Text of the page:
HelloSign: Everything IT requires and Developers love
Let's take a basic on-page link:
<a href="#section-two">Section Two</a>
When clicked, the browser will scroll itself to the element with that ID: <section id="section-two"></section>. A browser feature as old as browsers themselves, just about.
But as soon as position: fixed; came into play, it became a bit of an issue. The browser will still jump to bring the newly targeted element into view, but that element may be obscured by a fixed position element, which is pretty bad UX.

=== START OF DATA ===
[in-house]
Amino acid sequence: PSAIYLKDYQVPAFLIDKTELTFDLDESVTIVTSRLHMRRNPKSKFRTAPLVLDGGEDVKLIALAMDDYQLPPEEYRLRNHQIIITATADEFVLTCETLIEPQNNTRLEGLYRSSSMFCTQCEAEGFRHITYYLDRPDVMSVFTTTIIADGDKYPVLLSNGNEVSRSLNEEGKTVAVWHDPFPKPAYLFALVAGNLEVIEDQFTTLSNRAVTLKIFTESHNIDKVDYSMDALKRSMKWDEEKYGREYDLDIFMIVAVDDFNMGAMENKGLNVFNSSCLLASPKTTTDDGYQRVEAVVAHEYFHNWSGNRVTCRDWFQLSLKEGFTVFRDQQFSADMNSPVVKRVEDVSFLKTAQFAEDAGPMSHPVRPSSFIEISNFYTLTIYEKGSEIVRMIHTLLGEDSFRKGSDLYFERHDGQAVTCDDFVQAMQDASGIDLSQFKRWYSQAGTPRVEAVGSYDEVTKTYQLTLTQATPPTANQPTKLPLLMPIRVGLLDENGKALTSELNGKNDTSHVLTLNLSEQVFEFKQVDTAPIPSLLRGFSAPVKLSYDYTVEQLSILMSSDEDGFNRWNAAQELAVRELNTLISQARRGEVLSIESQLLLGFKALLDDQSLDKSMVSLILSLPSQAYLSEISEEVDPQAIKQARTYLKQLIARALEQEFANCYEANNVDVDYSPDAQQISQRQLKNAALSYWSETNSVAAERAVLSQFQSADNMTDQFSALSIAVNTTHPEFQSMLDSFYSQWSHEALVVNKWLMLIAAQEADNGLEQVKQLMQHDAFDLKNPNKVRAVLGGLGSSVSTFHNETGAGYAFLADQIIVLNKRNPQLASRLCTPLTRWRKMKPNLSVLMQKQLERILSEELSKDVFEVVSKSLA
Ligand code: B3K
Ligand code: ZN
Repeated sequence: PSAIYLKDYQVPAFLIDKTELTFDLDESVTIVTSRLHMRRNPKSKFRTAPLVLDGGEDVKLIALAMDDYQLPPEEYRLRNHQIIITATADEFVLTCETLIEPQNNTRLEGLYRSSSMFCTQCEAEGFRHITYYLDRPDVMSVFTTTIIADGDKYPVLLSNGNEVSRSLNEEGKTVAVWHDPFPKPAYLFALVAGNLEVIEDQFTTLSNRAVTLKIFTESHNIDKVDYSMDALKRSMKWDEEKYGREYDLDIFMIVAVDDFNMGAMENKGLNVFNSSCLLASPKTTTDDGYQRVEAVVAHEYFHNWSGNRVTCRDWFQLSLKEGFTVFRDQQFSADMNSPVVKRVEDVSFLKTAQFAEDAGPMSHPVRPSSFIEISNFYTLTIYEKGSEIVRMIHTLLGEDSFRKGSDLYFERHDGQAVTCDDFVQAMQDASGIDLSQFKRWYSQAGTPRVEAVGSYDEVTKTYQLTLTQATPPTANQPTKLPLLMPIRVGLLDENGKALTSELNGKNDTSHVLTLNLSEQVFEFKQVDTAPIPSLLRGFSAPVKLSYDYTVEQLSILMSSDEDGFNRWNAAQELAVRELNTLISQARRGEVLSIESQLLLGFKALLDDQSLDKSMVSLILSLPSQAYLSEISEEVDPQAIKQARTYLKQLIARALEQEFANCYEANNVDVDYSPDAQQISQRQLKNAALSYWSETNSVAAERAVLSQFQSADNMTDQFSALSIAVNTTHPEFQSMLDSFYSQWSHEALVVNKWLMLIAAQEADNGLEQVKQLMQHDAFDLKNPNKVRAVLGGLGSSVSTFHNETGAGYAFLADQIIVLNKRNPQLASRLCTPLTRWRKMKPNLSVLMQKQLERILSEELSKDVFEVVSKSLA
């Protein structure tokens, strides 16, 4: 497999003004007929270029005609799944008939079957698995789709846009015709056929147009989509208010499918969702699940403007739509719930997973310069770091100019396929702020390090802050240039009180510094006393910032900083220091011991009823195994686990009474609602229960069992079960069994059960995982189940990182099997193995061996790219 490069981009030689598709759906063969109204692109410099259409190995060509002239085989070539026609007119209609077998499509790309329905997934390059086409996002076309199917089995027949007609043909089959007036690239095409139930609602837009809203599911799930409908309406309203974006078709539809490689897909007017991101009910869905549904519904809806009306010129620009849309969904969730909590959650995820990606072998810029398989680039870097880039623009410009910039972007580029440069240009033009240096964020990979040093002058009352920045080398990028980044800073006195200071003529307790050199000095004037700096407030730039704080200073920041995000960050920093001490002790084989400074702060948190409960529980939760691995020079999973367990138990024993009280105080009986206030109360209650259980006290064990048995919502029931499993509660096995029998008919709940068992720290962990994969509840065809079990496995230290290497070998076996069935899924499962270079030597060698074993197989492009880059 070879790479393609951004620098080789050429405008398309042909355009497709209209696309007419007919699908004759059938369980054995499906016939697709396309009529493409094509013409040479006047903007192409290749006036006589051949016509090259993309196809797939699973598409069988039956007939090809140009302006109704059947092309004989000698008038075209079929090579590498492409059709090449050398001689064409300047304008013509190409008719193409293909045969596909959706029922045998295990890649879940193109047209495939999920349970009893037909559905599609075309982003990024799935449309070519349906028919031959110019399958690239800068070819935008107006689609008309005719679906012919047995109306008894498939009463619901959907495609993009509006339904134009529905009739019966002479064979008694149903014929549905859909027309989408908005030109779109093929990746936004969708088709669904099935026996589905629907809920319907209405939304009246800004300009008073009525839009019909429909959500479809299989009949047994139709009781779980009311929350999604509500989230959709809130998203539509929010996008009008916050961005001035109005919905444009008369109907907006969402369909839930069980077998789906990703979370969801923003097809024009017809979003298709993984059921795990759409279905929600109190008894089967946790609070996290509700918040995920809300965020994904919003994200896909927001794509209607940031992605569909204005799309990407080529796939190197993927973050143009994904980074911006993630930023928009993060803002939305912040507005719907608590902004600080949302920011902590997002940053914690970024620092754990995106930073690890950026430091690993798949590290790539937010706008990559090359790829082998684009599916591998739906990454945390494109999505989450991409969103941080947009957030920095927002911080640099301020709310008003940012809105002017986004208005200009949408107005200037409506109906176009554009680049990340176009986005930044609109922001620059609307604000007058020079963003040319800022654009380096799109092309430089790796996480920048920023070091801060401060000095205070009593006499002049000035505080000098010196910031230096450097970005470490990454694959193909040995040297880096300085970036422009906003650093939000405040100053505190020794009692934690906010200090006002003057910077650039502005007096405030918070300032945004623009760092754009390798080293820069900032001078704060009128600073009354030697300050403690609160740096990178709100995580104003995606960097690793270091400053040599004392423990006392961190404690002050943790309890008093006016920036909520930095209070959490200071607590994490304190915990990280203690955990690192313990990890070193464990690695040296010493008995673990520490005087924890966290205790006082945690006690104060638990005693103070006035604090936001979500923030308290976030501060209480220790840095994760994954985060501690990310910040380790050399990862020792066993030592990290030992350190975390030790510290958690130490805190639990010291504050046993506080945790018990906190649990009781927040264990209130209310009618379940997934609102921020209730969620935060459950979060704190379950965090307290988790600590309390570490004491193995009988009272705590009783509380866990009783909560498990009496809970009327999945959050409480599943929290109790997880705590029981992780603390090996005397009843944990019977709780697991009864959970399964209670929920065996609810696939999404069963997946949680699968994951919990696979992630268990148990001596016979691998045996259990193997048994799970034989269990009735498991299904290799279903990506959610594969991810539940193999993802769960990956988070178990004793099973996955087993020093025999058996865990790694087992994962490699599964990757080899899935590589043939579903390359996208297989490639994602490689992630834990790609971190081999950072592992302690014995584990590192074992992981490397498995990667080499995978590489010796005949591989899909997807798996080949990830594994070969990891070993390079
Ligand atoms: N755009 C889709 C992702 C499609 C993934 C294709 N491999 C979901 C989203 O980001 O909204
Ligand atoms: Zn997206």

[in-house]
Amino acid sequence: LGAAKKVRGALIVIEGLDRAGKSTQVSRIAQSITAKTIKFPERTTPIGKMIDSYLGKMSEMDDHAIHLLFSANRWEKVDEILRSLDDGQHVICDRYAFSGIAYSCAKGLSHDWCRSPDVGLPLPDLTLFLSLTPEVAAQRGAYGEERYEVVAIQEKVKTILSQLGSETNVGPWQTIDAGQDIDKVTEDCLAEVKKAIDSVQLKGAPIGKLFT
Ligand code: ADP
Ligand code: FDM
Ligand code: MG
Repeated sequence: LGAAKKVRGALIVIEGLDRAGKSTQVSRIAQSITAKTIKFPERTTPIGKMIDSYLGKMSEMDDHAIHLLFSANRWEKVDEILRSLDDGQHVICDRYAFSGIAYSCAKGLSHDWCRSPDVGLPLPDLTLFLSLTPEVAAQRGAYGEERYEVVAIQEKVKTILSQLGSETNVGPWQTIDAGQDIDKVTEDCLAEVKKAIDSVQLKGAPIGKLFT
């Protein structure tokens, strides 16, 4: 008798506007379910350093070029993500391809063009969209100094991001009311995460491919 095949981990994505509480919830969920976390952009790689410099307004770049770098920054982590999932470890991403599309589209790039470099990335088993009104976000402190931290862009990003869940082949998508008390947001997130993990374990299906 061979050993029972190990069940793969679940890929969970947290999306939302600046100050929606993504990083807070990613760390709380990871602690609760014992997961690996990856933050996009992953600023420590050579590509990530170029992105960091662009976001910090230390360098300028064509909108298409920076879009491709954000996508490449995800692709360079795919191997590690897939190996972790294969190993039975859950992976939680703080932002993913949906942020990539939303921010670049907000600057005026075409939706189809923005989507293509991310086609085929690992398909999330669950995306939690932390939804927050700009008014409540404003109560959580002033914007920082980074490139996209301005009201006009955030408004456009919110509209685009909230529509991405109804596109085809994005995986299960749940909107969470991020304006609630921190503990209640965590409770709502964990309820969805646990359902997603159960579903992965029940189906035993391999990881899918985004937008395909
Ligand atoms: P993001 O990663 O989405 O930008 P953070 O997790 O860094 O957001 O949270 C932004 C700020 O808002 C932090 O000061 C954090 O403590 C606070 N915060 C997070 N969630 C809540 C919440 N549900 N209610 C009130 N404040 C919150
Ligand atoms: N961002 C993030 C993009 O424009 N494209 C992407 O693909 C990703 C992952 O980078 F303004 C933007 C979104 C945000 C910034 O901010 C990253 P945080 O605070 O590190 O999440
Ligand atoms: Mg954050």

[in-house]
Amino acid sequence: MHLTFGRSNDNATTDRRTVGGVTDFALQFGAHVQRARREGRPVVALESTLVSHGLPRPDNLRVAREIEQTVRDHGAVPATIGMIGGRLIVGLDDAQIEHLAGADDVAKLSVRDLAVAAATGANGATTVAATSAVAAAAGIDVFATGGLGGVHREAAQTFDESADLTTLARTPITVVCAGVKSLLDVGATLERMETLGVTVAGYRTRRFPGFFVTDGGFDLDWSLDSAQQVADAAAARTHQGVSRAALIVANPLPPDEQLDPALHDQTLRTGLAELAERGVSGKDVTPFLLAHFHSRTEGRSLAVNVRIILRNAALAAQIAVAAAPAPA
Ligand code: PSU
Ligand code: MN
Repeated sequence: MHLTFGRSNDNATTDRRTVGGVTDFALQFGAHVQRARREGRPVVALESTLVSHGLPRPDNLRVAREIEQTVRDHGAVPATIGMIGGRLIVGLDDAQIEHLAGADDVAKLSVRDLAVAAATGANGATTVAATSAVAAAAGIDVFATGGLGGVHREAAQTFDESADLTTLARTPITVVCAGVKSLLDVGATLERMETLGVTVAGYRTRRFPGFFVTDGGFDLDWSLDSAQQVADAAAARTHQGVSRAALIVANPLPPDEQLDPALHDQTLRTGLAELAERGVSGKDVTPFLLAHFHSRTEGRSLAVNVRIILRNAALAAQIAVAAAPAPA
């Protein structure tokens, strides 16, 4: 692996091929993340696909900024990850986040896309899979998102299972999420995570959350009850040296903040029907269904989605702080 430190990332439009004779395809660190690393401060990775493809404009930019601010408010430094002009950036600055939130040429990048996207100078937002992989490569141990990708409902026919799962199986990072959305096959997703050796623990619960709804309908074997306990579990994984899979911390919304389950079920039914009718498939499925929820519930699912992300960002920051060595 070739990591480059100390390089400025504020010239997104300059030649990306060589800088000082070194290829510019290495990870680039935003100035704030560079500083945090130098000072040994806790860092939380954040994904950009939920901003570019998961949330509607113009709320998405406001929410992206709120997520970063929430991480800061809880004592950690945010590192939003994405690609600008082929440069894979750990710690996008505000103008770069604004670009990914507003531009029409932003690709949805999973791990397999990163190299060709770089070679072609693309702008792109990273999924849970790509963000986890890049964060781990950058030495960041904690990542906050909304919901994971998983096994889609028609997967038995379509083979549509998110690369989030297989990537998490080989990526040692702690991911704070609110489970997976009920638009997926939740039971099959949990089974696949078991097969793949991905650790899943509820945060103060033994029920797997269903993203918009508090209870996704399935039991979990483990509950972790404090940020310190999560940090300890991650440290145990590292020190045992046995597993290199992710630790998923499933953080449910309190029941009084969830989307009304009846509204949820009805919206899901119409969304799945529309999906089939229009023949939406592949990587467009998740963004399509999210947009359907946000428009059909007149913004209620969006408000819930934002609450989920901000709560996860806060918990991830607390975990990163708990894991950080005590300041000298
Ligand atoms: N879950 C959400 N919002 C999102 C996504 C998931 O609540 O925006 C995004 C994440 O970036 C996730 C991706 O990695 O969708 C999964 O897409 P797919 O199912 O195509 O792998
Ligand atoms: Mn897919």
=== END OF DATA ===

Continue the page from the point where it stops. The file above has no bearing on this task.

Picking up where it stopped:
I called this "headbutting the browswer window" nearly 10 years ago, and went over some possible solutions. Nicolas Gallager documented five different techniques. I'm even using a fixed position header here in v17 of CSS-Tricks, and I don't particularly love any of those techniques. I sort of punted on it and added top padding to all my <h3> elements, which is big enough for the header to fit there.